Family's lament for woman who died after midair plane drama

Family's lament for woman who died after midair plane drama
Jennifer Riordan pictured with her husband Michael. Pic via Facebook.

The family of a woman who died on a Southwest Airlines flight has said the mother of two was full of "vibrancy, passion, and love".

Jennifer Riordan's family said in a statement that the 43-year-old community leader died on a plane that made an emergency landing in Philadelphia on Tuesday.

Passengers said Ms Riordan was partially sucked out of the window after the plane was hit by engine debris.

The family called Ms Riordan the "bedrock of our family" and asked those mourning her to "be kind, caring and sharing" in her honour.

The death generated an outpouring of grief from business leaders, elected officials, poets, and activists in her home town of Albuquerque, New Mexico.

The Greater Albuquerque Chamber of Commerce held a moment of silence during a special reception for new University of New Mexico President Garnett Stokes.

New Mexico governor Susana Martinez said the hearts of all New Mexicans were with Ms Riordan's family.

The passenger plane blew an engine at 32,000ft and got hit by shrapnel that smashed a window, causing her to be partially sucked out of the window.

The incident sparked a desperate scramble by passengers to save her from getting pulled out of the plane by the sudden decompression, but she later died and seven others were injured.

Retired registered nurse Peggy Phillips told WFAA-TV that she performed CPR on Ms Riordan, a Wells Fargo employee, for about 20 minutes, until the plane landed in Philadelphia.

Jennifer Riordan. Pic: AP.
Jennifer Riordan. Pic: AP.

She said that shortly after take-off "we heard a loud noise and the plane started shaking like nothing I've ever experienced before.

It sounded like the plane was coming apart, and I think we pretty quickly figured out that something happened with the engine.

She said they started losing altitude and the masks came down and "basically I think all of us thought this might be it".

She then heard a lot of commotion a few rows behind her.

"It was a lot of chaos back there, a lot of really upset people and a lot of noise, and a big rush of air, a big whoosh of air," Ms Phillips said.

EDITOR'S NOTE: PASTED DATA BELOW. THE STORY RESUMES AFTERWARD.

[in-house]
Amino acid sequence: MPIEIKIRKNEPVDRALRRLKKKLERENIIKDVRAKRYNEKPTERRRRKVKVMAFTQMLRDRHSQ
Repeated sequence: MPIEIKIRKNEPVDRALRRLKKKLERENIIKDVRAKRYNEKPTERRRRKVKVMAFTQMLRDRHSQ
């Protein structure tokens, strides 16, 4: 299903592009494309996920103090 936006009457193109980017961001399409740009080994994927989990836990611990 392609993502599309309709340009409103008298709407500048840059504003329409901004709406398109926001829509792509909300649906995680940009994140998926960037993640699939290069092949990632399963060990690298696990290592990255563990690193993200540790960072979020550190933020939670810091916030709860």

After a flight attendant asked if anyone knew CPR, Ms Phillips and another medical technician performed CPR until the plane was on the ground.

"If you can possibly imagine going through the window of an airplane at about 600mph and hitting either the fuselage or the wing with your body, with your face, then I think I can probably tell you there was significant trauma," Ms Phillips said.

The pilots of the Southwest Airlines plane, a twin-engined Boeing 737 flying from New York to Dallas with 149 people aboard, took it into a rapid descent and made an emergency landing in Philadelphia.

Passengers using oxygen masks said their prayers and braced for impact.

The National Transportation Safety Board said a preliminary examination of the blown engine from Flight 1380 showed evidence of "metal fatigue".

In a news conference, NTSB chairman Robert Sumwalt said one of the engine's fan blades was separated and missing.

The blade was separated at the point where it would come into the hub and there was evidence of metal fatigue.

As a precaution, Southwest said it will inspect similar engines in its fleet over the next 30 days.

Photos of the plane on the tarmac showed a missing window and a chunk gone from the left engine, including part of its cover.

Mr Sumwalt said part of the engine covering was found in Bernville, Pennsylvania, about 70 miles west of Philadelphia.


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